Titel: Urban Planning as a Trading Zone
Autoren/Herausgeber: Alessandro Balducci, Raine Mäntysalo (Hrsg.)
Aus der Reihe: Urban and Landscape Perspectives
Format: 23,5 x 15,5 cm
Gewicht: 355 g
Alessandro Balducci, PhD, is professor of Planning and Urban Policies, and Vice-Rector of the Politecnico di Milano. He has been President of AESOP, and he is currently Chair of the Italian Society of Urbanists (SIU). He is responsible for the Strategic plan of the Province of Milan, and he is an advisor for plans and urban projects in Italy and abroad. He has been a Visiting Professor in various universities in France, Finland, China, USA and Switzerland. He has authored a number of books, articles and essays, related to strategic and participatory planning. Raine Mäntysalo, DSc, is professor of strategic urban planning and Vice Head of the Department of Real Estate, Planning and Geoinformatics at Aalto University School of Engineering, Finland. Related to his professorship, his theoretical interests concentrate on pragmatist and dialectical planning theory and developmental planning research. His recent publications include research on the relationship between planning theory and democracy theory, agonism and power analytics in planning processes.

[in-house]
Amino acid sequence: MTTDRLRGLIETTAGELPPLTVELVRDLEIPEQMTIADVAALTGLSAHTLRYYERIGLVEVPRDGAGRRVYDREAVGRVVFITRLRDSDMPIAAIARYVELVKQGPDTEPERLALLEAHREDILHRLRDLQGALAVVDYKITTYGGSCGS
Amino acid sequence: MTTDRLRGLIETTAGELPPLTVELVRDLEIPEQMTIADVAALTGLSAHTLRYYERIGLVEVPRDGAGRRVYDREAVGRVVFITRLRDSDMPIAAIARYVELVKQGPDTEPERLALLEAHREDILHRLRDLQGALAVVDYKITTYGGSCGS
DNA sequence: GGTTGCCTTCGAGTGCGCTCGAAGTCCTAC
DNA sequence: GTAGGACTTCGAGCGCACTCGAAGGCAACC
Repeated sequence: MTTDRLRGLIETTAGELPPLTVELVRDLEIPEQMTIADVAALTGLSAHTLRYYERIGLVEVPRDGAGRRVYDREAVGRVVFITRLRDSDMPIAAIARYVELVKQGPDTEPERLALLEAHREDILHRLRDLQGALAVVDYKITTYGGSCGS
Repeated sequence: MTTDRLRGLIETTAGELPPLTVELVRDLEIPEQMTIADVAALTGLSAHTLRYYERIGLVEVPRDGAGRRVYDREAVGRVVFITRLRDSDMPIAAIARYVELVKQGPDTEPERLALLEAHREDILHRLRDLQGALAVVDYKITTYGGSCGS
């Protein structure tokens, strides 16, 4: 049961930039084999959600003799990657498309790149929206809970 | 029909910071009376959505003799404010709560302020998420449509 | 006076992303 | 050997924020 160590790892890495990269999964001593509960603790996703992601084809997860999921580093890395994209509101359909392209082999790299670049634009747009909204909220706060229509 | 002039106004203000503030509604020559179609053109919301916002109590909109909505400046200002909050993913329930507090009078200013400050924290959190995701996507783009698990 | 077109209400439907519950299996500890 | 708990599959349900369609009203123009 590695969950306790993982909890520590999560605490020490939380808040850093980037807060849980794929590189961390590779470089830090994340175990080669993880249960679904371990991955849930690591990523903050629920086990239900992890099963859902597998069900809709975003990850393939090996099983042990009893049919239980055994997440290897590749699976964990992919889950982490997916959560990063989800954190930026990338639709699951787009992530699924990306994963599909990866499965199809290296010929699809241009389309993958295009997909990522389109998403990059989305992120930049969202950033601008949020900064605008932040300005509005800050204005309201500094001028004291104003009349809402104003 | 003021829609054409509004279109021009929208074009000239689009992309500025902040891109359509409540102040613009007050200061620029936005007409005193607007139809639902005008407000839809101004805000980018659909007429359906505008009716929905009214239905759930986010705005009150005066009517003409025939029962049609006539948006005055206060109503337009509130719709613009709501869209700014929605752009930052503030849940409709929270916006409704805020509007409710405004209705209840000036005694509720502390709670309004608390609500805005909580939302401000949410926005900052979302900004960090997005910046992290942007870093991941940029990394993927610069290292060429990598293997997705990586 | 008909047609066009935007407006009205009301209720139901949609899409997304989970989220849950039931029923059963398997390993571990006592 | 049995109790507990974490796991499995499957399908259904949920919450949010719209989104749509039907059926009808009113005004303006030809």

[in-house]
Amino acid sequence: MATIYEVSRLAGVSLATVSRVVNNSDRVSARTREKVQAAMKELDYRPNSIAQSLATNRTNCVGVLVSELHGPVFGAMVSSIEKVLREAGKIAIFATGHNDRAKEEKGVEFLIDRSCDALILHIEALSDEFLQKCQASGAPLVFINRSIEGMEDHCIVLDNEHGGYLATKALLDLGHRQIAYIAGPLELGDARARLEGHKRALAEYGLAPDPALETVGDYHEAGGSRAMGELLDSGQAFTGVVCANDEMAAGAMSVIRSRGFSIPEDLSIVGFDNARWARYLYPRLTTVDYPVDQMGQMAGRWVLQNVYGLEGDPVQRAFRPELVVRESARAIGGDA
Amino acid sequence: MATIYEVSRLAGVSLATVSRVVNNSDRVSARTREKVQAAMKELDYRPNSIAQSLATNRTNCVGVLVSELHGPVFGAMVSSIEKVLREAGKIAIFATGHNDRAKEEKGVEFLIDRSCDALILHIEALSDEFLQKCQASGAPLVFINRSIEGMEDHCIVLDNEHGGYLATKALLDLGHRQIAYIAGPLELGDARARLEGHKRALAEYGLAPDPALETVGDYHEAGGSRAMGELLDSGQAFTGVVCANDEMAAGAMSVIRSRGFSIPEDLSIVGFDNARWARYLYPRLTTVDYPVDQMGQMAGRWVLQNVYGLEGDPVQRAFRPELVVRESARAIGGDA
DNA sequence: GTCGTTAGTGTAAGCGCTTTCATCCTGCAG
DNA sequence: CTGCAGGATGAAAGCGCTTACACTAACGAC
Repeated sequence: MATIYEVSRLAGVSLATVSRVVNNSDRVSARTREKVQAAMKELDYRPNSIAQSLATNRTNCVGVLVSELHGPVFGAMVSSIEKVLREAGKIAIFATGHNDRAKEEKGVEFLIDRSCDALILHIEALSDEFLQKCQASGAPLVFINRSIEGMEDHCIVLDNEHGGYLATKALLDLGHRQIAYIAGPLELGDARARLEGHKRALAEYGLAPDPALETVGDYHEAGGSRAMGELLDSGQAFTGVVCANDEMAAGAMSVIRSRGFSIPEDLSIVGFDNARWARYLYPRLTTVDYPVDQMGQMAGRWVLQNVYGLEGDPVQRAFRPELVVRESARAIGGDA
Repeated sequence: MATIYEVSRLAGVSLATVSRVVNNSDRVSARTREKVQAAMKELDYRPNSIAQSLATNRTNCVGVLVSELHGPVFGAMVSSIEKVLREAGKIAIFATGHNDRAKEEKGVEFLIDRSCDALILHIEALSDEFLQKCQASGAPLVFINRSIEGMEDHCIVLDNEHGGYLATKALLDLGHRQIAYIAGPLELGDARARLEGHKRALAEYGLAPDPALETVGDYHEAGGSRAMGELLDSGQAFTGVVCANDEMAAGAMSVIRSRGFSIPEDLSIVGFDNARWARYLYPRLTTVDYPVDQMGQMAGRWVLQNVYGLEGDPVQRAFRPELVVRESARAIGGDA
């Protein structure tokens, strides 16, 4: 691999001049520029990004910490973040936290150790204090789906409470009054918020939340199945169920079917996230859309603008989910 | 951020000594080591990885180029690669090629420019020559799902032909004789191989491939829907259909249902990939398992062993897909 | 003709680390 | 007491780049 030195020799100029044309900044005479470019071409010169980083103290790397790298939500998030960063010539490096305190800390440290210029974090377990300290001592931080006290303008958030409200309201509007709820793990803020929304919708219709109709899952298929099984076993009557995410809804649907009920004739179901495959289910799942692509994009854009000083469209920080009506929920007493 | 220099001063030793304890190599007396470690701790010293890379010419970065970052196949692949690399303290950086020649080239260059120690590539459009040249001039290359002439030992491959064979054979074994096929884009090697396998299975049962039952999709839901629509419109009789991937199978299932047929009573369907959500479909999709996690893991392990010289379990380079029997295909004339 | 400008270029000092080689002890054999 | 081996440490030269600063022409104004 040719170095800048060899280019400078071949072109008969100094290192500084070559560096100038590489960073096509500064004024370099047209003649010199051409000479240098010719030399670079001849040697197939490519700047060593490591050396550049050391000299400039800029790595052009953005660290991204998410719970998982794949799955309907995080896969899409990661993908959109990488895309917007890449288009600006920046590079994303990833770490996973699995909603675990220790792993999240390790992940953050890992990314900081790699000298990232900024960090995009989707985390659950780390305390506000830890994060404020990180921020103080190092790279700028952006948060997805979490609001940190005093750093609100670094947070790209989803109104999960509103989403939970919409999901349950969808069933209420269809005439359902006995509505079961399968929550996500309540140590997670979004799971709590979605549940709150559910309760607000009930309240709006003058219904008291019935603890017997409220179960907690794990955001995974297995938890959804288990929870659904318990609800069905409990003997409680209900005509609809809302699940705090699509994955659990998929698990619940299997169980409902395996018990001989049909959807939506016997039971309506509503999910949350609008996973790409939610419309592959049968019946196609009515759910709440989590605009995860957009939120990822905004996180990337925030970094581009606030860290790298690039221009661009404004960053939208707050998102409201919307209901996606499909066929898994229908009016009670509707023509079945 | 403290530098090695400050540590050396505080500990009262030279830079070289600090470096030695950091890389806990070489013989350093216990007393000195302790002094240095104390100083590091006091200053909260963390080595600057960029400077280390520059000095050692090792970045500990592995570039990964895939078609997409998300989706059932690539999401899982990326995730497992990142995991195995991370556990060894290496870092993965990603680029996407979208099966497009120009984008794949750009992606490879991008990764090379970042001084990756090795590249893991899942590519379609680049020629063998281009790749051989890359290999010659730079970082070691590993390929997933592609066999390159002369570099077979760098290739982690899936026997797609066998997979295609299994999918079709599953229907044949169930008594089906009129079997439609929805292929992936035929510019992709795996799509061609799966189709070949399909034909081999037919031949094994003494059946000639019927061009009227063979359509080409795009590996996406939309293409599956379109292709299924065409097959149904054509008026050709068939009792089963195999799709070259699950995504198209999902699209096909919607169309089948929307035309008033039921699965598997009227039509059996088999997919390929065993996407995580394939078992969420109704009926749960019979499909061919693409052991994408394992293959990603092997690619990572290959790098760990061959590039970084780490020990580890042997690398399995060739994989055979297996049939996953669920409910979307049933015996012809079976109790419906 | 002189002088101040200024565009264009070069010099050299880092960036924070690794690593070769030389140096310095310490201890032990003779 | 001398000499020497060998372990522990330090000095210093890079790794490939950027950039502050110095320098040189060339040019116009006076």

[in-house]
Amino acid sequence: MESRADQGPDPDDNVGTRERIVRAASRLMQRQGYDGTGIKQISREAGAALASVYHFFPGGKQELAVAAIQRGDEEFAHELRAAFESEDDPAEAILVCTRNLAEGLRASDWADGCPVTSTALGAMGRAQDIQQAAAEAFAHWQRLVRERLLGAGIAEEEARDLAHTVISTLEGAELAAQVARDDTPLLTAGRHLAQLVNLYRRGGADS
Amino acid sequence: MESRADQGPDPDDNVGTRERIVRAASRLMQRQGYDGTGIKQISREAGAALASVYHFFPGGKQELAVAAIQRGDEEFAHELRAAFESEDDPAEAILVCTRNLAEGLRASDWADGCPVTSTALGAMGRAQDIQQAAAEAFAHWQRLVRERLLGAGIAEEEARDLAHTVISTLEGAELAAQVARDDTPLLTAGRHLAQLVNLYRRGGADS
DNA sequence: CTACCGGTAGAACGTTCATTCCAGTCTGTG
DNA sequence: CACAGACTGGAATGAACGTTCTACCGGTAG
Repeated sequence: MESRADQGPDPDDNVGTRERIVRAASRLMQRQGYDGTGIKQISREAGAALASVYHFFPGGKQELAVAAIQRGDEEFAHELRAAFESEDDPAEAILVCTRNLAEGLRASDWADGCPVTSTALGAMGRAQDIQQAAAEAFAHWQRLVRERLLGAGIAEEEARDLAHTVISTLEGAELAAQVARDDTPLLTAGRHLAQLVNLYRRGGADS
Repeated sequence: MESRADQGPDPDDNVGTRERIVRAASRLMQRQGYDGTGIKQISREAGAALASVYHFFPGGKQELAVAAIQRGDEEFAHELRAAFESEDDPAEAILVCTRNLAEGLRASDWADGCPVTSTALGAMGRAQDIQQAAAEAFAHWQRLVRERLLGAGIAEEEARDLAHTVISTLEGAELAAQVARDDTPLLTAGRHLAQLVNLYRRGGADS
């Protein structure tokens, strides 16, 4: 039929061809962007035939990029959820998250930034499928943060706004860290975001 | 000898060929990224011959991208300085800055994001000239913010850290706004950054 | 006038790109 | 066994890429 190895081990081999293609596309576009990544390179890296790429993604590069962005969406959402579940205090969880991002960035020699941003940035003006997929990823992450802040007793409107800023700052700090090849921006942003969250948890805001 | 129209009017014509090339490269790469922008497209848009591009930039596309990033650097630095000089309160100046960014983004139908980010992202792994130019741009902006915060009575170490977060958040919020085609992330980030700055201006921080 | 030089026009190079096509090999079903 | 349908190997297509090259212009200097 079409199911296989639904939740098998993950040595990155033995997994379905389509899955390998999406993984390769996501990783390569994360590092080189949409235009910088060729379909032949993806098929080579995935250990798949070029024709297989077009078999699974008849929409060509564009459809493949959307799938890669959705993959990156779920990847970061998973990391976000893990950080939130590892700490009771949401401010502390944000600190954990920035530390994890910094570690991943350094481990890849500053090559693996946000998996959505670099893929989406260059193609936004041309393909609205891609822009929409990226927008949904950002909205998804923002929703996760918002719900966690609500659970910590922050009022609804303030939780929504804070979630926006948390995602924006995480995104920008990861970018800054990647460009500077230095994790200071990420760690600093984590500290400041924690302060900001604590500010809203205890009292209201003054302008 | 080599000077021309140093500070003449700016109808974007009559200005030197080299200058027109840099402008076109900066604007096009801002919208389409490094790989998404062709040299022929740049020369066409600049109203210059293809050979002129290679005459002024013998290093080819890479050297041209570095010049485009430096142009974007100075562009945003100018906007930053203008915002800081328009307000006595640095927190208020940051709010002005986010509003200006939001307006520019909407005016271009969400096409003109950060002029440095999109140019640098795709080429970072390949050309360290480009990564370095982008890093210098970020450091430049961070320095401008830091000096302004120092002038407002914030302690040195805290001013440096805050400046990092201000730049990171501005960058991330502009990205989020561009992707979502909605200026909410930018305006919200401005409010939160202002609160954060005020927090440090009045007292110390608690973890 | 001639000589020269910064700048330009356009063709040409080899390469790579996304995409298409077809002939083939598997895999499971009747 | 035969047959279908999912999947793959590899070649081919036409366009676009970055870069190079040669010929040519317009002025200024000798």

'Trading zone' is a concept introduced by Peter Galison in his social scientific research on how scientists representing different sub-cultures and paradigms have been able to coordinate their interaction locally. In this book, Italian and Finnish planning researchers extend the use of the concept to different contexts of urban planning and management, where there is a need for new ideas and tools in managing the interaction of different stakeholders. The trading zone concept is approached as a tool in organizing local platforms and support systems for planning participation, knowledge production, decision making and local conflict management. In relation to the former theses of communicative planning theory that stress the ideals of consensus, mutual understanding and universal reason, the 'trading zone approach', outlined in this book, offers a different perspective. It focuses on the potentiality to coordinate locally the interaction of different stakeholders without requiring the deeper sharing of understandings, values and motives between them. Galison’s commentary comes in the form of the book’s final chapter.